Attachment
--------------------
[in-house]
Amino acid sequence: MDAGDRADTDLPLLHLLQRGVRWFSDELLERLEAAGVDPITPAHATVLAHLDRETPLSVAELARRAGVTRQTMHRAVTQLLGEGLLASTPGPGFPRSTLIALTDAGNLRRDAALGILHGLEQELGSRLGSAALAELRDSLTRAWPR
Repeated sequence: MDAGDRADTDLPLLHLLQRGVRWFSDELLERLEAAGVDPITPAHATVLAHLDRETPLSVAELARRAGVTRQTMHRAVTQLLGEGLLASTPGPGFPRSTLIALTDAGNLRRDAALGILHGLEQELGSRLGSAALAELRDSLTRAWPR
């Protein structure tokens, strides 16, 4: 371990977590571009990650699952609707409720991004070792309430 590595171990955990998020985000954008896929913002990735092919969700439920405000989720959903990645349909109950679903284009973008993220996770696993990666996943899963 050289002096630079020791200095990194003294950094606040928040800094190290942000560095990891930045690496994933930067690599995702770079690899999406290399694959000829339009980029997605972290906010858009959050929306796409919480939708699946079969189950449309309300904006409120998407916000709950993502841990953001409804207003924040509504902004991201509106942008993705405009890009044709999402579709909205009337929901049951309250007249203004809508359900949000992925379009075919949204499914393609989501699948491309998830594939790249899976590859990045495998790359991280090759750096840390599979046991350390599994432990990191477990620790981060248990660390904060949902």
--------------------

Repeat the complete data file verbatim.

[in-house]
Amino acid sequence: MDAGDRADTDLPLLHLLQRGVRWFSDELLERLEAAGVDPITPAHATVLAHLDRETPLSVAELARRAGVTRQTMHRAVTQLLGEGLLASTPGPGFPRSTLIALTDAGNLRRDAALGILHGLEQELGSRLGSAALAELRDSLTRAWPR
Repeated sequence: MDAGDRADTDLPLLHLLQRGVRWFSDELLERLEAAGVDPITPAHATVLAHLDRETPLSVAELARRAGVTRQTMHRAVTQLLGEGLLASTPGPGFPRSTLIALTDAGNLRRDAALGILHGLEQELGSRLGSAALAELRDSLTRAWPR
């Protein structure tokens, strides 16, 4: 371990977590571009990650699952609707409720991004070792309430 590595171990955990998020985000954008896929913002990735092919969700439920405000989720959903990645349909109950679903284009973008993220996770696993990666996943899963 050289002096630079020791200095990194003294950094606040928040800094190290942000560095990891930045690496994933930067690599995702770079690899999406290399694959000829339009980029997605972290906010858009959050929306796409919480939708699946079969189950449309309300904006409120998407916000709950993502841990953001409804207003924040509504902004991201509106942008993705405009890009044709999402579709909205009337929901049951309250007249203004809508359900949000992925379009075919949204499914393609989501699948491309998830594939790249899976590859990045495998790359991280090759750096840390599979046991350390599994432990990191477990620790981060248990660390904060949902």